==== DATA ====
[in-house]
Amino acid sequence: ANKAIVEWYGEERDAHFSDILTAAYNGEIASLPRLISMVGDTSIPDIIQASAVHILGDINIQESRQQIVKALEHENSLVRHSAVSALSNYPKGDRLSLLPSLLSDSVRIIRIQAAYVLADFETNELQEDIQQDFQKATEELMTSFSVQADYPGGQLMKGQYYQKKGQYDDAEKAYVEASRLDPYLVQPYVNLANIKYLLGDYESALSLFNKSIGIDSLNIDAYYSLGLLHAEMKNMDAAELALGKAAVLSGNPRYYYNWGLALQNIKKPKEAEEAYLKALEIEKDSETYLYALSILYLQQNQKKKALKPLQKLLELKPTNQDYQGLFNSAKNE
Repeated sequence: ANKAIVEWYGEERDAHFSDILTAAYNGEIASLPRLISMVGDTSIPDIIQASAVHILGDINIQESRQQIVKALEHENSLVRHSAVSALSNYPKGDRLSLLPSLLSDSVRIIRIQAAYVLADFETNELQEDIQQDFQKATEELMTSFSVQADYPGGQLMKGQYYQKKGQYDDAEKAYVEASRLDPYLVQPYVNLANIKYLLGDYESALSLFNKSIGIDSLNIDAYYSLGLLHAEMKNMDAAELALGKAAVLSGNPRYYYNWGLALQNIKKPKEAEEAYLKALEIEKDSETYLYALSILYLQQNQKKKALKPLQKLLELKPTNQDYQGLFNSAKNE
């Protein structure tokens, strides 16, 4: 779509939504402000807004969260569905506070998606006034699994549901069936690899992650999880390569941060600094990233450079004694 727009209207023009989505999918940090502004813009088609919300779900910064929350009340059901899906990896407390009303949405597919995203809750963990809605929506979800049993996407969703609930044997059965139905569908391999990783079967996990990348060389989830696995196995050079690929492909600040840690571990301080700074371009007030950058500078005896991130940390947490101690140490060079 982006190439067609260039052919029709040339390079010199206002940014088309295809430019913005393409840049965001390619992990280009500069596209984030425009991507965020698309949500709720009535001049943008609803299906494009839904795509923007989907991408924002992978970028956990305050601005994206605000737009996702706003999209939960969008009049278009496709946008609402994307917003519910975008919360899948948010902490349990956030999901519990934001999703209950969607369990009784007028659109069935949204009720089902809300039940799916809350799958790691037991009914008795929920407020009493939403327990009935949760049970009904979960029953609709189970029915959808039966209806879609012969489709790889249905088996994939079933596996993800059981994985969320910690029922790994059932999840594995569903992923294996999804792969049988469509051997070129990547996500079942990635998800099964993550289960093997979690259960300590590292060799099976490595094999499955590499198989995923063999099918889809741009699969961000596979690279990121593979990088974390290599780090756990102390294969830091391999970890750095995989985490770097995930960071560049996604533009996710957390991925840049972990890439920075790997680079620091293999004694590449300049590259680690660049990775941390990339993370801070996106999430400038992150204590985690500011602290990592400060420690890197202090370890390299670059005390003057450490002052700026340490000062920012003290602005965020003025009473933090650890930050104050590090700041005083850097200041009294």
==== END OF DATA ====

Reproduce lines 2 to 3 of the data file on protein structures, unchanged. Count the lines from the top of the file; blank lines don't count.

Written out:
Amino acid sequence: ANKAIVEWYGEERDAHFSDILTAAYNGEIASLPRLISMVGDTSIPDIIQASAVHILGDINIQESRQQIVKALEHENSLVRHSAVSALSNYPKGDRLSLLPSLLSDSVRIIRIQAAYVLADFETNELQEDIQQDFQKATEELMTSFSVQADYPGGQLMKGQYYQKKGQYDDAEKAYVEASRLDPYLVQPYVNLANIKYLLGDYESALSLFNKSIGIDSLNIDAYYSLGLLHAEMKNMDAAELALGKAAVLSGNPRYYYNWGLALQNIKKPKEAEEAYLKALEIEKDSETYLYALSILYLQQNQKKKALKPLQKLLELKPTNQDYQGLFNSAKNE
Repeated sequence: ANKAIVEWYGEERDAHFSDILTAAYNGEIASLPRLISMVGDTSIPDIIQASAVHILGDINIQESRQQIVKALEHENSLVRHSAVSALSNYPKGDRLSLLPSLLSDSVRIIRIQAAYVLADFETNELQEDIQQDFQKATEELMTSFSVQADYPGGQLMKGQYYQKKGQYDDAEKAYVEASRLDPYLVQPYVNLANIKYLLGDYESALSLFNKSIGIDSLNIDAYYSLGLLHAEMKNMDAAELALGKAAVLSGNPRYYYNWGLALQNIKKPKEAEEAYLKALEIEKDSETYLYALSILYLQQNQKKKALKPLQKLLELKPTNQDYQGLFNSAKNE